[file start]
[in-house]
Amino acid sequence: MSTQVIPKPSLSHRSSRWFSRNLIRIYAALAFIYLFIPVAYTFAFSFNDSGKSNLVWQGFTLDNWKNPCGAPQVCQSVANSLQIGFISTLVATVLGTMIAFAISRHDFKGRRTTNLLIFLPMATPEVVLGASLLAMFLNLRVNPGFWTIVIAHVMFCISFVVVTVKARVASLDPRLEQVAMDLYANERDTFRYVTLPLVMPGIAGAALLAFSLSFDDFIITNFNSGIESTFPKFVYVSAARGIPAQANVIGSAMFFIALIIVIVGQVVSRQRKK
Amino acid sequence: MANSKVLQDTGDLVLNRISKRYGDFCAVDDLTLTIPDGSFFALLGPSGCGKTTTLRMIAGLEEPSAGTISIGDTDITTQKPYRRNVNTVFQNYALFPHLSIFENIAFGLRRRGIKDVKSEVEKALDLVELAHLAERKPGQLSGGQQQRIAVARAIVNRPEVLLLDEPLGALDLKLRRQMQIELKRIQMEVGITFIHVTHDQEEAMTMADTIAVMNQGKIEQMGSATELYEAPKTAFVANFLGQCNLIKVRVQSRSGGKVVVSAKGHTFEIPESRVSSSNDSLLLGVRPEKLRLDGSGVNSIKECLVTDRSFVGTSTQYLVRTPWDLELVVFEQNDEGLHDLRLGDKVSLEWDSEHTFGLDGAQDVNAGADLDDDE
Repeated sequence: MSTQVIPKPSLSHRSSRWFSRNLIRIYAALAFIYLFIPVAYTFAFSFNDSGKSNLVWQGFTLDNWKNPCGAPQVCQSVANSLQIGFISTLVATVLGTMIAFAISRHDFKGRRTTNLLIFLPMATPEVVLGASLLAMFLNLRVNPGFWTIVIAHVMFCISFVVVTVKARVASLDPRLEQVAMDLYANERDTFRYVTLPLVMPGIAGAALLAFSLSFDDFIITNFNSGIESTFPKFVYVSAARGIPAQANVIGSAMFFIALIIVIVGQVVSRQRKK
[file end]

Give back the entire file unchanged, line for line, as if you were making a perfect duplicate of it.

[in-house]
Amino acid sequence: MSTQVIPKPSLSHRSSRWFSRNLIRIYAALAFIYLFIPVAYTFAFSFNDSGKSNLVWQGFTLDNWKNPCGAPQVCQSVANSLQIGFISTLVATVLGTMIAFAISRHDFKGRRTTNLLIFLPMATPEVVLGASLLAMFLNLRVNPGFWTIVIAHVMFCISFVVVTVKARVASLDPRLEQVAMDLYANERDTFRYVTLPLVMPGIAGAALLAFSLSFDDFIITNFNSGIESTFPKFVYVSAARGIPAQANVIGSAMFFIALIIVIVGQVVSRQRKK
Amino acid sequence: MANSKVLQDTGDLVLNRISKRYGDFCAVDDLTLTIPDGSFFALLGPSGCGKTTTLRMIAGLEEPSAGTISIGDTDITTQKPYRRNVNTVFQNYALFPHLSIFENIAFGLRRRGIKDVKSEVEKALDLVELAHLAERKPGQLSGGQQQRIAVARAIVNRPEVLLLDEPLGALDLKLRRQMQIELKRIQMEVGITFIHVTHDQEEAMTMADTIAVMNQGKIEQMGSATELYEAPKTAFVANFLGQCNLIKVRVQSRSGGKVVVSAKGHTFEIPESRVSSSNDSLLLGVRPEKLRLDGSGVNSIKECLVTDRSFVGTSTQYLVRTPWDLELVVFEQNDEGLHDLRLGDKVSLEWDSEHTFGLDGAQDVNAGADLDDDE
Repeated sequence: MSTQVIPKPSLSHRSSRWFSRNLIRIYAALAFIYLFIPVAYTFAFSFNDSGKSNLVWQGFTLDNWKNPCGAPQVCQSVANSLQIGFISTLVATVLGTMIAFAISRHDFKGRRTTNLLIFLPMATPEVVLGASLLAMFLNLRVNPGFWTIVIAHVMFCISFVVVTVKARVASLDPRLEQVAMDLYANERDTFRYVTLPLVMPGIAGAALLAFSLSFDDFIITNFNSGIESTFPKFVYVSAARGIPAQANVIGSAMFFIALIIVIVGQVVSRQRKK